A group of wealthy wannabe holidaymakers defied the Covid-19 lockdown to take to the skies in a private jet – trying to get from London to the millionaires playground of Cannes. The group was promptly turned around again, without even disembarking, by incredulous French authorities who told them in no uncertain terms to go home. But, their failed trip notwithstanding, what impact is the coronavirus pandemic having on the private jet industry?
Private jet firms have reported an influx of queries, largely from people desperate to return to their own country, and finding either that air traffic restrictions make it almost impossible to complete their journey, or because they feel they could be less likely to be at risk of contracting Covid-19 on a jet with fewer people onboard.
With commercial fleets severely cutting back on capacity, wealthy Chinese families have paid in the region of $20,000 for their student sons and daughters to repatriate from the US on private jets. While passengers who have never flown by private jet have also inundated private aviation firms with questions and booking queries, snapping up expensive seats to get home.
Private aviation firms have been marketing their services to those who want to travel, but don’t feel safe on a plane full of passengers.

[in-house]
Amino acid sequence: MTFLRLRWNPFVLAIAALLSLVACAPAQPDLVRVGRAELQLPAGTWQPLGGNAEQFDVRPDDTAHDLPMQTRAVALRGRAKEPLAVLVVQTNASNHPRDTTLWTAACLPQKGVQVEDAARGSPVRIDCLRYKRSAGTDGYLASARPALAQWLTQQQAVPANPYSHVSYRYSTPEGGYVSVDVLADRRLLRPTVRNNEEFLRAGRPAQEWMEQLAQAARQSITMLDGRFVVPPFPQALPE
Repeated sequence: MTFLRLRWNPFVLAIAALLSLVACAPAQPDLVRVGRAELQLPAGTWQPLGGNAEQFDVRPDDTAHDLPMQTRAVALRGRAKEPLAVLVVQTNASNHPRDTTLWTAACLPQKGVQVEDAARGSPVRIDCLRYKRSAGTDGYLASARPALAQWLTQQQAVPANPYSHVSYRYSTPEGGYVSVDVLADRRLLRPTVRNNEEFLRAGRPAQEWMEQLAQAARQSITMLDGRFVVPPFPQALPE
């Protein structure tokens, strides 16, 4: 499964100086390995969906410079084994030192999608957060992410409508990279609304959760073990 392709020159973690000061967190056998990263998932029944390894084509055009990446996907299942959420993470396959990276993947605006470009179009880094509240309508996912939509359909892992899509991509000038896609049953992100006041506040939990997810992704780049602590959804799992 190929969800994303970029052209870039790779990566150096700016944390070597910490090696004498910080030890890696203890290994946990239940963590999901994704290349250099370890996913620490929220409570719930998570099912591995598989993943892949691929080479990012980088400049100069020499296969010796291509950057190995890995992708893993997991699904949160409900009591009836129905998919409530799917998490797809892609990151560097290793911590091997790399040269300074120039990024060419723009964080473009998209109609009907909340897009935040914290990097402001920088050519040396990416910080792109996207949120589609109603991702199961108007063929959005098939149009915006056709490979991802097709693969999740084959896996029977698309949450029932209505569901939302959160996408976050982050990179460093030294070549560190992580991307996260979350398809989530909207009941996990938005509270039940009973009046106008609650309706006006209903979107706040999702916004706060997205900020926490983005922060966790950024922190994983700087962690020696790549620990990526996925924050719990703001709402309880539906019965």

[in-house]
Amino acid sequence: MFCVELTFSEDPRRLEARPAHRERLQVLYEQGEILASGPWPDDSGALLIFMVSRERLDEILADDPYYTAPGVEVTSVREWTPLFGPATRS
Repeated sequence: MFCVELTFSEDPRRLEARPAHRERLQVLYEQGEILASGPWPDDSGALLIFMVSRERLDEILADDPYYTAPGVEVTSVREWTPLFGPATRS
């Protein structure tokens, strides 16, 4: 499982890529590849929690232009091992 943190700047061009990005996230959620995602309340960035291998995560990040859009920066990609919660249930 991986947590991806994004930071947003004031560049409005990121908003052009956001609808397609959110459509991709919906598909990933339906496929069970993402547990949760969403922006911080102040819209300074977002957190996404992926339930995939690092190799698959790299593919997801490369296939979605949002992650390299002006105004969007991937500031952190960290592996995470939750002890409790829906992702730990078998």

A social media advertisement from India-based Club One Air, for example, states that travelling by private jet decreases airport exposure risks, decreases risk of exposure to other passengers, that you know the travel history of your pilots and attendants, and are able to control the cabin environment.
However, with many passengers now already where they want to go, lockdowns banning people from leaving their homes except for essentials across the world, and many corporations implementing major cost-cutting measures, the initial repatriation boom for private jets may be short-lived.
Industry analysts believe an influx of private jets may soon hit the market as businesses go bankrupt as a direct result of the Covid-19 crisis. The Middle East and North Africa Business Aviation Association, for example, has reported it has already been approached by a couple of members looking to sell their jets.
Some industry insiders, however, remain optimistic amid this unprecedented situation. Dubai-based Jetex CEO Adel Mardini, for example, believes the private jet industry may actually be the first aviation sector to recover in a post Covid-19 world, as a result of pent-up demand for travel and the potential that travelers who can afford it may feel safer flying via private jet.
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